I saw in his eyes sheer delight and the joy of accomplishment. He had successfully faced a pitcher older and bigger and had fought off pitch after pitch before knocking a single into left field. His base hit drove in a run, continued an inning and fueled a rally which brought the team a victory from what looked like a certain defeat. He was willing to be taught and was willing to try. Success was secondary to the life skills he was mastering. Character traits will certainly be developed as one participates in team sports, but to attain positive character traits will require deliberate efforts by parents, adults, teammates and even leaders of the organization itself.
Positive character development has been assumed by parents as they sign their children up for belonging to teams in youth sports. Yet, there are examples described by Peter Cary in an article about Fred Engh, a founder of the National Alliance for Youth Sports. In these examples, Engh relates some of the ugliest episodes of adult interactions such as coaches yelling at and belittling players into tears, parents physically assaulting umpires and officials in the full view of kids, adults intimidating or threatening young players because of perceived on-field failures (par. 1).
Carey continues by relating stories of coaches using ‘loopholes’ to cheat in order to ‘win-at-all-costs’. In this illustration, players are told not to swing as an opposing pitcher is unable to throw strikes, resulting in the bases becoming loaded on walks. As the wild pitching continues and the aggressive base running persist the result is a game which no longer resembles baseball (par. 2).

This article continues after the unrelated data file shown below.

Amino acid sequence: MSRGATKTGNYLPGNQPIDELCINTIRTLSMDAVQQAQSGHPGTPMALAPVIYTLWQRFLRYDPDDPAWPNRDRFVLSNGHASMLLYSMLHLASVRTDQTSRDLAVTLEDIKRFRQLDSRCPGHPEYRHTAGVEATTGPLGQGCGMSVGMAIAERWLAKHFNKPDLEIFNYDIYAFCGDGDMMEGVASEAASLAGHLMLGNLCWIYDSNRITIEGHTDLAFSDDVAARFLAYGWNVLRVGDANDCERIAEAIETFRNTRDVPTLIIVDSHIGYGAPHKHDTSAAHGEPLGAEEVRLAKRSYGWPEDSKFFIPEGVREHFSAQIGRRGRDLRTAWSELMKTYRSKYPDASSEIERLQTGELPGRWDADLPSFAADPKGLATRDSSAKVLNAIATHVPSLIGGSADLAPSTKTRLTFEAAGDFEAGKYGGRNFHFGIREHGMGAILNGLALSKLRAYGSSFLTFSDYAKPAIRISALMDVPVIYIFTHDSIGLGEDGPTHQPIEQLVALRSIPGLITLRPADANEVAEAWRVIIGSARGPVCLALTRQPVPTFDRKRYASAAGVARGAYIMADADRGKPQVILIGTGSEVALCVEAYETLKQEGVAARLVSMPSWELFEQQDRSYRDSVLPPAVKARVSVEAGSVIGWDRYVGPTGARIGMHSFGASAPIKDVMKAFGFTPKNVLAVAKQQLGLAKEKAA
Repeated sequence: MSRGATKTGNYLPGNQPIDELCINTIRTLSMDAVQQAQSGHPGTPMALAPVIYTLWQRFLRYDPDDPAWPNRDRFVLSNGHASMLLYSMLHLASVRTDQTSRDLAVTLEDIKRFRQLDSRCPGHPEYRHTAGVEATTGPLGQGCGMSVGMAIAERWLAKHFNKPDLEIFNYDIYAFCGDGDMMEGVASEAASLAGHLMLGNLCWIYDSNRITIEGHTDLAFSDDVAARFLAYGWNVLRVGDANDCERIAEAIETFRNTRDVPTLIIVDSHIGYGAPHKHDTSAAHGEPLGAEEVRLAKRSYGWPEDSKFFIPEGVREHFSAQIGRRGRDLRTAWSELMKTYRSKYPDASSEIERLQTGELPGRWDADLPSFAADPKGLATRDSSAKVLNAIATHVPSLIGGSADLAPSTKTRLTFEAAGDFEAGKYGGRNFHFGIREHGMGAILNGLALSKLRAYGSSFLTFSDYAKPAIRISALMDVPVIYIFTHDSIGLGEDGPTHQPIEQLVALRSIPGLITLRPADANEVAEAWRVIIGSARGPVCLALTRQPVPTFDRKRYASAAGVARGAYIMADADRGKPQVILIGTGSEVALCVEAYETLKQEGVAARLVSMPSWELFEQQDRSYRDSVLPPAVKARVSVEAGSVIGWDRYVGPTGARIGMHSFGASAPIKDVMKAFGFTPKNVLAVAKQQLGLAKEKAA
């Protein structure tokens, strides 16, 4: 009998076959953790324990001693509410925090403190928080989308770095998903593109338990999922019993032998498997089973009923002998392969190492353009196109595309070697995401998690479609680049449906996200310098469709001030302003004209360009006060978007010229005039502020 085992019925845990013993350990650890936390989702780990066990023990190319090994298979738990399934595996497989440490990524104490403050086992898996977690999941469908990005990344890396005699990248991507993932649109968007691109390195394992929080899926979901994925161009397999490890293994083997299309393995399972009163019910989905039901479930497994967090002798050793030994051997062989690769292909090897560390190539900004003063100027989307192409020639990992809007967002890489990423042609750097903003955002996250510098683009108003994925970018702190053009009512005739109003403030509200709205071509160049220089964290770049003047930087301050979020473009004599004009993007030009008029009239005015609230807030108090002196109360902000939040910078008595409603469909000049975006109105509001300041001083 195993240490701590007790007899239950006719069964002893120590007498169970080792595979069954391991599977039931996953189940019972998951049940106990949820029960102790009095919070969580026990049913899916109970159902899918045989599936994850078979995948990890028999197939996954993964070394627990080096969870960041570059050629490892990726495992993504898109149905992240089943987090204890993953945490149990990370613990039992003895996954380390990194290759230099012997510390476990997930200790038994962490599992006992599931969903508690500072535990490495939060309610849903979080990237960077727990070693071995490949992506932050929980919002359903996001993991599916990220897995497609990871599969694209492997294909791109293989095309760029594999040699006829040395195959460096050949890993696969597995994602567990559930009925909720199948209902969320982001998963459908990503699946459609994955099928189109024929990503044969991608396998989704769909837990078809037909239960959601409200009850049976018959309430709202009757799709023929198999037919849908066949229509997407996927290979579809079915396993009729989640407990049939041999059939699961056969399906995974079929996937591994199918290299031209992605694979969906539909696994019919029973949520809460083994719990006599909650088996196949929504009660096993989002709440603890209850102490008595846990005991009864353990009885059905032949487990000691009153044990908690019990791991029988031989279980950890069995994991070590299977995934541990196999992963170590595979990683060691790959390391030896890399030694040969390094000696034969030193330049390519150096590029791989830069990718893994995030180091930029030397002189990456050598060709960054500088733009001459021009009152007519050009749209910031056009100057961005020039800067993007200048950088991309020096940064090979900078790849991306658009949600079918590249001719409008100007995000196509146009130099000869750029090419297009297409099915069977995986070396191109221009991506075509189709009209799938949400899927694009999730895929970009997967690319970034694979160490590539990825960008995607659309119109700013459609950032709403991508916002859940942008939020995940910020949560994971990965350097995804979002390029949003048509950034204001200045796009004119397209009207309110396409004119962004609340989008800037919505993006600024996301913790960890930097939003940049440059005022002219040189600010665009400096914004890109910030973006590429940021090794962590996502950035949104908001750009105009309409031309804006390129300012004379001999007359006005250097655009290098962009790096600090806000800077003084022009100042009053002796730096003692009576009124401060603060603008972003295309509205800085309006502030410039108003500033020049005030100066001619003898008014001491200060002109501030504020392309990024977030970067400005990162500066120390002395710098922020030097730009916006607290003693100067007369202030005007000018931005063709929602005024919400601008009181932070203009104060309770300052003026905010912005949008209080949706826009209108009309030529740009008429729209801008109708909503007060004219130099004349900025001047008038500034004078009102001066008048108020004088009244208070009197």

Parents have long had a belief their child participating in team sports would develop positive character but the result is often in contrast. The expectation is your child is being taught high morals and values as part of the entire sports experience. Unfortunately, involvement in youth sports has not had the effect most parents are expecting. Instead author Carey informs the reader with disturbing statistics. He asserts 84% of parents surveyed in an issue of SportingKid magazine have witnessed ‘violent parental behavior’ toward children, coaches or official at kids’ sporting events, 80% said they had been victims of such behavior. Violence makes headlines too, as Docheff and Conn speak about a father of a 10 year old ice hockey player ‘confronts’ a coach, engages in ‘some verbal sparring’ until asked to leave. Then ‘the stressed father returns to the rink, challenges the coach again, and begins beating him while young athletes yell helplessly for the crazed parent to stop. It's too late. Two days later, a spokesperson for the hospital announces that the coach has died (par 1).’
Extreme parental behavior is not the norm, however one of the more widely reported cases of violence involved a woman who was jailed for trying to hire a hit man to kill the mother of her daughter's cheerleading rival. This...